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The Seward Collection - Farmersville 1900

Loydell Seward

Sound | 1990s

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  •  The purpose of chamber pots 
  •  Daniel Durst rejects gendered expectations about quilting 
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In this news segment from Dallas’s WFAA-TV, fifth graders from Tatum Elementary School visit the Bain-Honaker House in Farmersville to learn about life at the turn of the 20th century. Members of the Farmersville Historical Society teach the students about the purpose of chamber pots as well as led activities such as quilting and butter churning.
Anna Melissa Hicks Bain (1834-1906), widow of John Alexander Bain, built this house in 1865 on 6.75 acres of land east of the town square in Farmersville. She reared five daughters here: Mary Clorinda, Martha, Catherine, Christina and Margaret. An astute businesswoman, Anna Bain divided her property into lots, built commercial buildings and sold some property to the Red River Railroad Company. She also provided room and board for teachers and students from nearby private schools. The Farmersville Culture Club was founded here.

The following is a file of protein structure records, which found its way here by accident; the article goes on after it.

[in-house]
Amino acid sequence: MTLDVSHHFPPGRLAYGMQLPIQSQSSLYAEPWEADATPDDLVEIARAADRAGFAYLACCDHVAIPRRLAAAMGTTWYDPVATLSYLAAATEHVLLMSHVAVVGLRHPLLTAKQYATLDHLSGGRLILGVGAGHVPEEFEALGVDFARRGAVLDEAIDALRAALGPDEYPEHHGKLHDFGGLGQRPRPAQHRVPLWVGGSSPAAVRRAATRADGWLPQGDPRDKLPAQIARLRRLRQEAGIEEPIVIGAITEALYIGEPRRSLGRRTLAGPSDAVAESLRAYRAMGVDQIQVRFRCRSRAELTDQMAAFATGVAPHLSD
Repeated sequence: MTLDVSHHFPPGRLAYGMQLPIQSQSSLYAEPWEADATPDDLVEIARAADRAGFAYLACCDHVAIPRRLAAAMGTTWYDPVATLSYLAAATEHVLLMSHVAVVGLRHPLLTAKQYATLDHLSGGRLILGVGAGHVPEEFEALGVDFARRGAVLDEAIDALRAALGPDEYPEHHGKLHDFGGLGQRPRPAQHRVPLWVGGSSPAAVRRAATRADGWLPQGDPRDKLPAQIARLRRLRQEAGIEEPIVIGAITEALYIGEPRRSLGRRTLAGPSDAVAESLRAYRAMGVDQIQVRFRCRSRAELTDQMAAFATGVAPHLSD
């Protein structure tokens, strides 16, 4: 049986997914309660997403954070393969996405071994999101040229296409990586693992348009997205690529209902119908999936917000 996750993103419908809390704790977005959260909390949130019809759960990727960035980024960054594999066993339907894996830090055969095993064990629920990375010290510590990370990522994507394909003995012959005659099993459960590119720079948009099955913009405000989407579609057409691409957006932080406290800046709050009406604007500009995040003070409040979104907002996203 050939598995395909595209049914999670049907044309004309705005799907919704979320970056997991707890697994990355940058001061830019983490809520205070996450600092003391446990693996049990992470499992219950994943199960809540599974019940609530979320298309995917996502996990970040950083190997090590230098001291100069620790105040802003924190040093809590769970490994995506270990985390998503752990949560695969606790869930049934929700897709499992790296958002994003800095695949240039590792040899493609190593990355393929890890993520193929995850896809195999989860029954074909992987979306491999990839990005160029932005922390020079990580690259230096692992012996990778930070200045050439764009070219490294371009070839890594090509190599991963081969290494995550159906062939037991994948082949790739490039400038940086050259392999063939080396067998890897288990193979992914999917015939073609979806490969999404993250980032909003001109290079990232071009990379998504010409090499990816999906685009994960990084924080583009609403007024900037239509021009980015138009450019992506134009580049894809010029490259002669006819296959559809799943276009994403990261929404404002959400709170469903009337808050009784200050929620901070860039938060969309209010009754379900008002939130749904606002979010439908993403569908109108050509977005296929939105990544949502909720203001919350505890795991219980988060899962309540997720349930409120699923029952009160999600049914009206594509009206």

In 1902, three peaked gables and a narrow porch were replaced by an asymmetrical façade and new porch, and the northeast bedrooms were extended. Anna Bain’s daughters Mary and Catherine (Cassie) married brothers, Henry Honaker and Andrew Honaker. Martha married William S. Aston. Cassie Bain Honaker lived here while her husband was in
medical school, where he died. She later married James E. Jones and lived here until her death in 1928. Five generations of the Bain-Honaker family lived in this house.
Honaker family descendants donated the house to the Farmersville Historical Society in 1989.
Recorded Texas Historic Landmark 1996